Johari window: A tool to gauge human relations

Human beings are endowed with a fantastic and most developed brain. While animals settle their scores for supremacy by physical fighting, the humans do this by mind games. It is due to this reason, we are constantly trying to know what is going on in the minds of others.

Brain is the most complex organ and marvel of God. We have understood a mere tip of the iceberg. It works on conscious and sub-conscious levels. Our thoughts which shape our personality originate, processed and stored in our brains.

We also want to be better persons adored by large number of people. We have to seek, find, and apply truth in your life. This is the path to becoming a healthy person. Aligning yourself with the truth permits a better person to eventually emerge from within.

Scientists and psychologists are trying to understand the human behavior so that its talents can be utilized better. Different models are designed to understand the interactions between human beings. For example at workplace, if the understanding between employees is good, the productivity will increase which in turn be good for all.

One of such models is called the Johari Window.  The name is derived from the inventors’ names’ Joseph Luft and Harry Ingham. The Johari Window helps you to categorize conscious and subconscious areas of your life. The window works much like a matrix with four cells. These 4 cells are the areas of your personality derived from your views of yourself and what others think about you. These results of the four operators namely

1: “what you know about yourself”,

2: “what you don’t know about yourself”,

3: “what others know about you” and finally

4: “what others do not know about you”

are placed in these four cells and the area of each cell decides what kind of personality you have and what are the areas where improvement is desired. These are like the results of logical operators which have “Yes” or “No” outcome.

Interaction of 1 & 3 is called “open area”.  This area indicates how much of your personality traits are known to you and others. Wider this area, better is your ability to be open and share the thoughts with each others.

Interaction of 1 & 4 is your “Private realm”. This is the part of your personality which you know but others are unaware of. If it becomes smaller then it is better because others shall also share their personality traits with you.

Interaction of 2 & 3 is called “blind Area” meaning you have traits which may be good or bad which you yourself are unaware of but others know about. This area can be reduced by the feed backs which you receive from others and try to adjust your personality accordingly.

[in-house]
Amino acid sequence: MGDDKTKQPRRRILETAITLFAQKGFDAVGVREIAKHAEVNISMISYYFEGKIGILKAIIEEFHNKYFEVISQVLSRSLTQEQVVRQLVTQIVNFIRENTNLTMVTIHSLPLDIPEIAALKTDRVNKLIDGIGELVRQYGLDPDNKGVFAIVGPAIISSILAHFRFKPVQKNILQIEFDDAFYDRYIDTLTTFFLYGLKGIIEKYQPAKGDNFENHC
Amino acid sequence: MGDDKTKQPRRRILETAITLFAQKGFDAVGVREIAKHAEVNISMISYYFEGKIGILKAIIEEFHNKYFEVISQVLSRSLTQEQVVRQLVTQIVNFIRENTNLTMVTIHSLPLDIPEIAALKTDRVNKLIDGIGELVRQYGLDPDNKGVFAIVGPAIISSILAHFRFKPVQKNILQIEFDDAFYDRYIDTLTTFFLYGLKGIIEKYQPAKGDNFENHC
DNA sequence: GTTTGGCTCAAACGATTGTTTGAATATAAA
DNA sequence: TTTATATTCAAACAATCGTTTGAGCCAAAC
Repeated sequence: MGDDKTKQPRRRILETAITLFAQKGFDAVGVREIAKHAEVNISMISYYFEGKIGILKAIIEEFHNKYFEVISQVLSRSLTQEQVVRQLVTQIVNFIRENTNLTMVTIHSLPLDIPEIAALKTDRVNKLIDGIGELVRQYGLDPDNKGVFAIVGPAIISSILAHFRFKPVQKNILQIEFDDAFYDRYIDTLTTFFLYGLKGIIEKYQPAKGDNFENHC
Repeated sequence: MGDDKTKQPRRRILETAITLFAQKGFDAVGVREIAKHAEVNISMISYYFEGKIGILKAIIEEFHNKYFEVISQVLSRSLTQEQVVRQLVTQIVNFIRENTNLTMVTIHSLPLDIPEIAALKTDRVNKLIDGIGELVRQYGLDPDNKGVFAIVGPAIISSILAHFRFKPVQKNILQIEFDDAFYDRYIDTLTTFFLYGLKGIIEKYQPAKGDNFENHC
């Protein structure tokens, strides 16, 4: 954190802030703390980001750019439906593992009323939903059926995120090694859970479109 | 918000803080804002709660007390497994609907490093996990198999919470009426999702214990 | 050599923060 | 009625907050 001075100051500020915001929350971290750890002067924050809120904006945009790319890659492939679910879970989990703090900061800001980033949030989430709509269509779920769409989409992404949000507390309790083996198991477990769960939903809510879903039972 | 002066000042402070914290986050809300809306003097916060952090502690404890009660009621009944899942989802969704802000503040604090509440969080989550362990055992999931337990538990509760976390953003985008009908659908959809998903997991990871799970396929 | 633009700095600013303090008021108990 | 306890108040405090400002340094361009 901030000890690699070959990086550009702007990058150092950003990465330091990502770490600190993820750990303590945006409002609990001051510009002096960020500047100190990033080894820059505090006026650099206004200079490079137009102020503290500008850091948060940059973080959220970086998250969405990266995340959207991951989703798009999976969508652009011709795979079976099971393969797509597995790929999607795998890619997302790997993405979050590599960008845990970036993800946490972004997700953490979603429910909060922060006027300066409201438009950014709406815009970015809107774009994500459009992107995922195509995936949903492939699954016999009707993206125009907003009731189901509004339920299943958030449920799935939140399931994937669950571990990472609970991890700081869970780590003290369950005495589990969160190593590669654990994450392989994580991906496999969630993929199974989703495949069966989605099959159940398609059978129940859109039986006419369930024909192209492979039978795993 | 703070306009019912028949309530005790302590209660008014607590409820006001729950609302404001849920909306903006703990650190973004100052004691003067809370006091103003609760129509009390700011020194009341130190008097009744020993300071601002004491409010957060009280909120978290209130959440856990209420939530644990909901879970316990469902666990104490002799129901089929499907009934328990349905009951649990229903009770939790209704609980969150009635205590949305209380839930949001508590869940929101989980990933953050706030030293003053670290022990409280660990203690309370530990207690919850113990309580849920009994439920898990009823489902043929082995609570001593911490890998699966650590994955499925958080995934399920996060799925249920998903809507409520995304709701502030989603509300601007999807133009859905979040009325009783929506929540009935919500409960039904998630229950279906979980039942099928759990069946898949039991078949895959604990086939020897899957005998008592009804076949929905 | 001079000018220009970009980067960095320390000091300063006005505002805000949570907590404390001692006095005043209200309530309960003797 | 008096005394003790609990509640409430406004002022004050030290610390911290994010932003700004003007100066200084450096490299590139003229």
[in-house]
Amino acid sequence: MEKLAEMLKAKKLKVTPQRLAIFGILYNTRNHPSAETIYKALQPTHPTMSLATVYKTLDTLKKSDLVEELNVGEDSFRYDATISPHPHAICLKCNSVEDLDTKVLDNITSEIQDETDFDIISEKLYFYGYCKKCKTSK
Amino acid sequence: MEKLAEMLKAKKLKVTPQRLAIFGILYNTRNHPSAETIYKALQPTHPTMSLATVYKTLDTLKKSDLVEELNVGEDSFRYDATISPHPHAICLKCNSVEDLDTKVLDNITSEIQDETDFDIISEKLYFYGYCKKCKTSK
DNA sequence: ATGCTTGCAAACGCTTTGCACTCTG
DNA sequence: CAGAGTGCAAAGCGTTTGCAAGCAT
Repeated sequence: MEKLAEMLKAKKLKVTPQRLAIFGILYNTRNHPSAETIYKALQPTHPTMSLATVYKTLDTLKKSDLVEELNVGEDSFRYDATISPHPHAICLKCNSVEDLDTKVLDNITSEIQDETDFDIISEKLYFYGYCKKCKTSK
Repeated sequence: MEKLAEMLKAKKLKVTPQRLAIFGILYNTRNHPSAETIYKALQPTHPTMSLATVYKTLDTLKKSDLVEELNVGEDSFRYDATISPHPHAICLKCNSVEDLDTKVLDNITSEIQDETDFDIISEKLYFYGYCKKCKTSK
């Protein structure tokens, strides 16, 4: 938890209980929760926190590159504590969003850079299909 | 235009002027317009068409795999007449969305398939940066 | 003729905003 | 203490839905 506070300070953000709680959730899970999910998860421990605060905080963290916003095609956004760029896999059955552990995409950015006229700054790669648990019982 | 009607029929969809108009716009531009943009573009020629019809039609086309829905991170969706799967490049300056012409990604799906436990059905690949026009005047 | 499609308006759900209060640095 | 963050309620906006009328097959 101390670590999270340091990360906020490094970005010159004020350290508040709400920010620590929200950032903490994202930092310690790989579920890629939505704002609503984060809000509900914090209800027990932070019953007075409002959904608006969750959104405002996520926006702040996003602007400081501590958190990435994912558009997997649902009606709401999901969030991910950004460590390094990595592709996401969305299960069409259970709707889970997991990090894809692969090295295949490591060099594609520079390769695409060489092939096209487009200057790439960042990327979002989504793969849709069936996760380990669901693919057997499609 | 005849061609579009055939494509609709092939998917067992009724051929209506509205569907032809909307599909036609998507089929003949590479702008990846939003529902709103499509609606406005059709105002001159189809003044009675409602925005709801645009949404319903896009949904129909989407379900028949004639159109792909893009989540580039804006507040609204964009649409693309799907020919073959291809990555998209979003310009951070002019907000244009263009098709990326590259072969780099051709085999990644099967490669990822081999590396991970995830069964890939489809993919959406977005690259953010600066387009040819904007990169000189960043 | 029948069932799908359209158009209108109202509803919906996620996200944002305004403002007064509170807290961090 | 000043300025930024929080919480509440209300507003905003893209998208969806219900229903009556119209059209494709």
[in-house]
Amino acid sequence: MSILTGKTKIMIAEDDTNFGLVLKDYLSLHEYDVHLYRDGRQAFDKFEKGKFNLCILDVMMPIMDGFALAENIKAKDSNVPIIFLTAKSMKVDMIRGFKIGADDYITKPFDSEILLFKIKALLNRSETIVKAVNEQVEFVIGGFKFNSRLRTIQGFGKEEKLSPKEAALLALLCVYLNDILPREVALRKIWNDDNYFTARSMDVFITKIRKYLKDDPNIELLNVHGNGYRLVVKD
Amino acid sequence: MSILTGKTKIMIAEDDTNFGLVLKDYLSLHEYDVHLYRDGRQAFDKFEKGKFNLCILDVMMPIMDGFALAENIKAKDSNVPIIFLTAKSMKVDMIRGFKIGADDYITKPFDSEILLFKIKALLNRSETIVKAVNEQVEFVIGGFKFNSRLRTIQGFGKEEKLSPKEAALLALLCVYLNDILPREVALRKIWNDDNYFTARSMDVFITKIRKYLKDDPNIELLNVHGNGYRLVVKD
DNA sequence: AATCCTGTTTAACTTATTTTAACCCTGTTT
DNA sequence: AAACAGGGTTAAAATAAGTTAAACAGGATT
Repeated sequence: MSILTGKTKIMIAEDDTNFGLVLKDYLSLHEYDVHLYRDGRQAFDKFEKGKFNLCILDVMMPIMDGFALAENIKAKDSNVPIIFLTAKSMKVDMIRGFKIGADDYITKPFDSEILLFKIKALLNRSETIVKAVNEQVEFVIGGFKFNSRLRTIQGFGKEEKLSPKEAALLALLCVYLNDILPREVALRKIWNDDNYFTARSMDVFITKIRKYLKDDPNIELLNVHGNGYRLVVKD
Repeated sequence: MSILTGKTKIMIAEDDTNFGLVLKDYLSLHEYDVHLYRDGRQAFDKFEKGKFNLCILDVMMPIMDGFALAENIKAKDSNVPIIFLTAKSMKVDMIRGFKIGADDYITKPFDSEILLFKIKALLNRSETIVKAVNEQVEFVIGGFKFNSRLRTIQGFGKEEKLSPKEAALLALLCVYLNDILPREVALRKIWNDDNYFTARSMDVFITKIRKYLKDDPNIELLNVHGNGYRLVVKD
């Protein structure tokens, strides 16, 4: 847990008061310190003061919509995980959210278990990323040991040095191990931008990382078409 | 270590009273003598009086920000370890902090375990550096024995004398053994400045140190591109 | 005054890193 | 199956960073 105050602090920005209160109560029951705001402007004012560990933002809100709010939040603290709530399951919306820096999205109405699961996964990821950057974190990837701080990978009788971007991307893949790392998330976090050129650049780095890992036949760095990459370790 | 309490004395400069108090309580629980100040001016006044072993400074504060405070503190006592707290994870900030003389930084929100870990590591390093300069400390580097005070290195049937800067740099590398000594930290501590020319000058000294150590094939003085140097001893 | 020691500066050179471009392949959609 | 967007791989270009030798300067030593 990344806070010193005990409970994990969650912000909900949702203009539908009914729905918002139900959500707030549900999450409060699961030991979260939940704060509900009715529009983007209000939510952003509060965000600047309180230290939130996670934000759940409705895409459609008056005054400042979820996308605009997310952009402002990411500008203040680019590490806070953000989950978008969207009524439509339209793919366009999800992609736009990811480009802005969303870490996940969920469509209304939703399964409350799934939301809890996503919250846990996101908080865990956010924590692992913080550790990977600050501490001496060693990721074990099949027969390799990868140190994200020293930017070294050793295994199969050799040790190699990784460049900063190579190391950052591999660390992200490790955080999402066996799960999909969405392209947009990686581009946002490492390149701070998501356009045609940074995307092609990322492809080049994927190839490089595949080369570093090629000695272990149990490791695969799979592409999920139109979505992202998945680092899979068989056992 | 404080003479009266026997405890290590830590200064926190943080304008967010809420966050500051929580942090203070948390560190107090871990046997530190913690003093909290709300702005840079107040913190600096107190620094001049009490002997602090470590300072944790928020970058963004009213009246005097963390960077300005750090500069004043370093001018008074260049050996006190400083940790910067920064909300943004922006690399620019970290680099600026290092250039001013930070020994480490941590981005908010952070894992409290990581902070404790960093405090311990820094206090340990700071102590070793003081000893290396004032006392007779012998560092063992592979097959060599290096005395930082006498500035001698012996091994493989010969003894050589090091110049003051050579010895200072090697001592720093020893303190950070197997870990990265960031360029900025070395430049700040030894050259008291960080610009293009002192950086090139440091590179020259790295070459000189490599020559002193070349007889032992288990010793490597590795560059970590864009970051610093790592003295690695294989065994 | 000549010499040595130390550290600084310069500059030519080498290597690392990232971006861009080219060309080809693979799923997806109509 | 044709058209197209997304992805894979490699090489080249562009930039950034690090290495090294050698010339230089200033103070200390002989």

Interaction of 2 and 4 is area of your personality which neither you nor others know about. This is in other words your undiscovered self.  This area is largest when a person joins a new organization. Slowly this area will be reduced with the passage of time. It goes from the obvious and more conscious areas of your life to the less obvious areas that your may not be aware of.

Their are 56 words which psychologists use to judge the personality. These are given below:

  • able
  • accepting
  • adaptable
  • bold
  • brave
  • calm
  • caring
  • cheerful
  • clever
  • complex
  • confident
  • dependable
  • dignified
  • energetic
  • extroverted
  • friendly
  • giving
  • happy
  • helpful
  • idealistic
  • independent
  • ingenious
  • intelligent
  • introverted
  • kind
  • knowledgeable
  • logical
  • loving
  • mature
  • modest
  • nervous
  • observant
  • organized
  • patient
  • powerful
  • proud
  • quiet
  • reflective
  • relaxed
  • religious
  • responsive
  • searching
  • self-assertive
  • self-conscious
  • sensible
  • sentimental
  • shy
  • silly
  • smart
  • spontaneous
  • sympathetic
  • tense
  • trustworthy
  • warm
  • wise
  • witty

The Johari Window is a very helpful internal and external communication grid (intra-psychic and interpersonal). You may find it quite useful as you journey forward into the discovery of who you are. Desired Johari’s Window

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